Many people think of their animal friends as though they are human ~That's what started this series of paintings. I began with a time period and a village where they lived. The residents history is based on historical people (but creatively altered!) My goal is to create a book that would look like an old journal, filled with the residents and their stories. 
Some of these images below were commissioned by pet owners who wanted their pet to be an Appletree resident. 
If you would like to commission YOUR pet portrait to be an Appletree Hollow resident, just inquire! Who would your pet be if they were human?
Funny, serious,playful, intellectual, creative,lazy, lover or maybe an artist?

All images and text are Copyright© 2010 by Linda Apple
Here are a few examples and a part of the story (if you want to read)
Secret Journals of Appletree Hollow 
I will attempt to give you a very brief summary of my remarkable discovery. I recently acquired, in a family inheritance, a very remote piece of property,nestled in the hills of southern Ohio, now known as Appletree Hollow. The 180 acres(approx.) is covered in thick woods that hold deep ravines, several creeks and numerous glacial rock formations. I have been unable to find any recorded data on this property; it is as though it has never existed, and yet here it is.
During my first brief inspection of the property,scattered in various locations, I found pieces of shaped timber, worked stone and even handmade brick, which led me to believe that there might have been numerous structures or even a small village of some sort. This idea proved to be more evident when I discovered over an acre of cleared land, near the center, that held the remains of what appeared to be foundations of small structures and walkways. Further away I found a substantially solid log cabin with a spring house built over a nearby stream. Under this spring house, buried in a small stone casket, is where I discovered the collection of journals.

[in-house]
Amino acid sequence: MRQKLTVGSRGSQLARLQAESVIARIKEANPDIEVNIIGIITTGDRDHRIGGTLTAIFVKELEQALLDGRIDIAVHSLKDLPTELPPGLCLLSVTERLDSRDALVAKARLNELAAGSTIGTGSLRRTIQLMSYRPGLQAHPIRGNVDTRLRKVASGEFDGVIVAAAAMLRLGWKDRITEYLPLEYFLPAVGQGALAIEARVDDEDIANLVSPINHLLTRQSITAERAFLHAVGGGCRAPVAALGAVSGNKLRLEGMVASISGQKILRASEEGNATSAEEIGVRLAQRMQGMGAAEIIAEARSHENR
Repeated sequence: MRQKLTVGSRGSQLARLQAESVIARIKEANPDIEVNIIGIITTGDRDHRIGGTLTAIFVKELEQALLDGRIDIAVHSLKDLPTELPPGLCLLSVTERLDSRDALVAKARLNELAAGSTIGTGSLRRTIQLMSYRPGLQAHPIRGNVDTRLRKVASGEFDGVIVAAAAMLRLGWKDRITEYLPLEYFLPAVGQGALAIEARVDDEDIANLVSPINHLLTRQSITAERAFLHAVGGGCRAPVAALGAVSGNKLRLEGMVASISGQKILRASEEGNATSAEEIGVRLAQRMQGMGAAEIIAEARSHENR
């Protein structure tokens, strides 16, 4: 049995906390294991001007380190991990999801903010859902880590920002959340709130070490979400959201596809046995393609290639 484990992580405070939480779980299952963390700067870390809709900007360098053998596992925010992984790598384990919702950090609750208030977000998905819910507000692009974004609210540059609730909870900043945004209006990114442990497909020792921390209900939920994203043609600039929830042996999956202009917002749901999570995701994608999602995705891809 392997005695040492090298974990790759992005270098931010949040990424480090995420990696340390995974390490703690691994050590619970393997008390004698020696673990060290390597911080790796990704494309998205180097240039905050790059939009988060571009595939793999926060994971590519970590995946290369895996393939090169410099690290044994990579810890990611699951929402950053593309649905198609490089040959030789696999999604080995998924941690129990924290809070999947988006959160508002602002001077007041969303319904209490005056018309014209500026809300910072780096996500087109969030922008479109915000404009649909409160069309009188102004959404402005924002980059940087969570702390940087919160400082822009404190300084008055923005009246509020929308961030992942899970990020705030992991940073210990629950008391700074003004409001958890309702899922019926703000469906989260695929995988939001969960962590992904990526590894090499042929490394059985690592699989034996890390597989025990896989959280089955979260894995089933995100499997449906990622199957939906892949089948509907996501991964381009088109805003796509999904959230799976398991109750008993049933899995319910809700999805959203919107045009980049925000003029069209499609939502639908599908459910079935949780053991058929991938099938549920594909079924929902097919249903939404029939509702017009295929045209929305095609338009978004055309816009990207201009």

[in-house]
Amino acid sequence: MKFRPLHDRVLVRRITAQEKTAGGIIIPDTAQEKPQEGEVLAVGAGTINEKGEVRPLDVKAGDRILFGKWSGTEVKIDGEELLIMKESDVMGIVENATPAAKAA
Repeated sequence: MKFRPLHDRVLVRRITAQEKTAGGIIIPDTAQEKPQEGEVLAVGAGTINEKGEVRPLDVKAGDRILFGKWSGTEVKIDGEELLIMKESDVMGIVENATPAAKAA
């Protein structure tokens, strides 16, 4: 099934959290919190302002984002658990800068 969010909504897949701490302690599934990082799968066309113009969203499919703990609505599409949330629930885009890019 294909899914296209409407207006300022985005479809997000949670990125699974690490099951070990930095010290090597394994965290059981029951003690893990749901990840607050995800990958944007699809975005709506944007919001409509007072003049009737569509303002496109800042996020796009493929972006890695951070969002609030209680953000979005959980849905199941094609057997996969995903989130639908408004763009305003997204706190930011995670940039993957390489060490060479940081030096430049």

I am sure that these diaries and images are the last remaining evidence of my family history and proof of the existence of Appletree Hollow and its amazing inhabitants.
This has stirred my childhood memories of old family whisperings and stories (which is the way of the hill folk) that didn't make much sense at the time, so I never gave them much thought until now. I have been hesitant to reveal this information, as it is so unbelievable, but I finally decided that it is time to expose the true nature of Appletree Hollow.
My family tree is not all sweet and roses, so I will refrain from giving their elaborate personal details at this time,as you might find them a bit shocking. Besides, I am sure my ancestors would think that I am releasing the "skeletons from the closet", of which is simply not done in Appalachia.

Below you will find some of the residents of Appletree Hollow.

Mr. Thomas "Tonka" Tudor – 1855 – 1925
Born in England 1855, he immigrated with his parents from England in 1865. His father was a German trader but it was his Irish mother that stirred his first interest in billiards with her connection to a wealthy English family. Thomas’s first job was a janitor in a small establishment that catered to drink and billiards. He was known to be very intelligent but also extremely clumsy and awkward. So, it came as quite a surprise that he developed such outstanding skills in billiards. Although he was only a janitor, he was quick to make friends that listened to his innovative ideas. At some point, for unknown reasons, during the years of developing his playing skills, he gained the nickname of “Tonka”. Eventually, he assisted in developing new table and cushion designs, wrote endless articles and later a book that was influential in setting standards and rules for the game. This is an image of him after winning $15,000 in a match in Detroit in 1876. Since the early 1800’s, Billiards was said to be played by royalty and other nobles and therefore dubbed -The “Noble Game of Billiards” but the information in this account is evidence that people from all walks of life also played the game. This was a commissioned piece by one of my clever subscribers who loves the Appletree Hollow people and wanted her sister's dog to be a village resident. All I knew about him was that he is awkward,clumsy,very intelligent and WELL LOVED!!

"The Scandalous Lady Lenore" 
From the Appletree diary records, this is Lady Lenore Velazquez - 1856.